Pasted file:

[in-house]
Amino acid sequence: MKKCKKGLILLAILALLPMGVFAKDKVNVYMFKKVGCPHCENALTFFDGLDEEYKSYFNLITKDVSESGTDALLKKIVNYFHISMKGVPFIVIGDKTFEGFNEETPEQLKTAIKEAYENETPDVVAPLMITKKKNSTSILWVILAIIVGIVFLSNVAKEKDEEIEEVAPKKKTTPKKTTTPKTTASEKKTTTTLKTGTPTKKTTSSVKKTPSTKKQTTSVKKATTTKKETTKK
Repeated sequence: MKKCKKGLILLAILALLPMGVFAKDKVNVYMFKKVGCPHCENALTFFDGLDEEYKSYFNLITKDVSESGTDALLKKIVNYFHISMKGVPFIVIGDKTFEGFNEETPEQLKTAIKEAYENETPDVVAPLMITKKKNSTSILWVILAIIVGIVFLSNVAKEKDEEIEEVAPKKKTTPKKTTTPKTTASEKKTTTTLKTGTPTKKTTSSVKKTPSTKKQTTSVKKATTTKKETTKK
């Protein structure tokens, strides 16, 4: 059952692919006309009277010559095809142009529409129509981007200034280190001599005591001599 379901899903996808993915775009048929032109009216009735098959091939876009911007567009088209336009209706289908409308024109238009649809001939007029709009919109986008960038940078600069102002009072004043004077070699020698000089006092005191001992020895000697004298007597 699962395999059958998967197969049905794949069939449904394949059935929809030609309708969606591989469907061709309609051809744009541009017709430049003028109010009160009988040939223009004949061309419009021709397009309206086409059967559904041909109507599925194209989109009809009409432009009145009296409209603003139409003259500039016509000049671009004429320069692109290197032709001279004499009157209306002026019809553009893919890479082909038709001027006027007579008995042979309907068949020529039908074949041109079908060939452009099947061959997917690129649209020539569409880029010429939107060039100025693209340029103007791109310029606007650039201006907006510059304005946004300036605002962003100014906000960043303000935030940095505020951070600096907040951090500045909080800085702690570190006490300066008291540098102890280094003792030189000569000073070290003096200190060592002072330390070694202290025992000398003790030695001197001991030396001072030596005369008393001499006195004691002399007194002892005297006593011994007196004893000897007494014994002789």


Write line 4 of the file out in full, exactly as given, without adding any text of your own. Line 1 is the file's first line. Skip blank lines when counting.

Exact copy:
């Protein structure tokens, strides 16, 4: 059952692919006309009277010559095809142009529409129509981007200034280190001599005591001599 379901899903996808993915775009048929032109009216009735098959091939876009911007567009088209336009209706289908409308024109238009649809001939007029709009919109986008960038940078600069102002009072004043004077070699020698000089006092005191001992020895000697004298007597 699962395999059958998967197969049905794949069939449904394949059935929809030609309708969606591989469907061709309609051809744009541009017709430049003028109010009160009988040939223009004949061309419009021709397009309206086409059967559904041909109507599925194209989109009809009409432009009145009296409209603003139409003259500039016509000049671009004429320069692109290197032709001279004499009157209306002026019809553009893919890479082909038709001027006027007579008995042979309907068949020529039908074949041109079908060939452009099947061959997917690129649209020539569409880029010429939107060039100025693209340029103007791109310029606007650039201006907006510059304005946004300036605002962003100014906000960043303000935030940095505020951070600096907040951090500045909080800085702690570190006490300066008291540098102890280094003792030189000569000073070290003096200190060592002072330390070694202290025992000398003790030695001197001991030396001072030596005369008393001499006195004691002399007194002892005297006593011994007196004893000897007494014994002789």